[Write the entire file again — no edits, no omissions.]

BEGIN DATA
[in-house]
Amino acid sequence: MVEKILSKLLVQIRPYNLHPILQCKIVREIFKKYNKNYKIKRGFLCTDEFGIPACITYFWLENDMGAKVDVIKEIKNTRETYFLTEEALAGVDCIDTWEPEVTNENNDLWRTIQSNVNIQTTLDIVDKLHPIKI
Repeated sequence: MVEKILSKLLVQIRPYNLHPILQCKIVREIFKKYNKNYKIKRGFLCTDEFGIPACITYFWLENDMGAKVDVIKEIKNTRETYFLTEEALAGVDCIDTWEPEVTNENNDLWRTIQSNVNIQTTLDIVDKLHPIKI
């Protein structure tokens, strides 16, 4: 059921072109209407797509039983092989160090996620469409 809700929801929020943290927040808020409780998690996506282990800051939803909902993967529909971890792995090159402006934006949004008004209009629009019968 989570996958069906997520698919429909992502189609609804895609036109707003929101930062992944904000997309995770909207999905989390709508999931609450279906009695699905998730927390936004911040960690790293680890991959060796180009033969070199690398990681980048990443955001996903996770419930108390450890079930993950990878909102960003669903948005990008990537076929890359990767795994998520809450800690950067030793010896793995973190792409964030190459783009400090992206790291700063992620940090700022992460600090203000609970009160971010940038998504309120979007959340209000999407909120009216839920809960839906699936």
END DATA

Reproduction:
[in-house]
Amino acid sequence: MVEKILSKLLVQIRPYNLHPILQCKIVREIFKKYNKNYKIKRGFLCTDEFGIPACITYFWLENDMGAKVDVIKEIKNTRETYFLTEEALAGVDCIDTWEPEVTNENNDLWRTIQSNVNIQTTLDIVDKLHPIKI
Repeated sequence: MVEKILSKLLVQIRPYNLHPILQCKIVREIFKKYNKNYKIKRGFLCTDEFGIPACITYFWLENDMGAKVDVIKEIKNTRETYFLTEEALAGVDCIDTWEPEVTNENNDLWRTIQSNVNIQTTLDIVDKLHPIKI
């Protein structure tokens, strides 16, 4: 059921072109209407797509039983092989160090996620469409 809700929801929020943290927040808020409780998690996506282990800051939803909902993967529909971890792995090159402006934006949004008004209009629009019968 989570996958069906997520698919429909992502189609609804895609036109707003929101930062992944904000997309995770909207999905989390709508999931609450279906009695699905998730927390936004911040960690790293680890991959060796180009033969070199690398990681980048990443955001996903996770419930108390450890079930993950990878909102960003669903948005990008990537076929890359990767795994998520809450800690950067030793010896793995973190792409964030190459783009400090992206790291700063992620940090700022992460600090203000609970009160971010940038998504309120979007959340209000999407909120009216839920809960839906699936």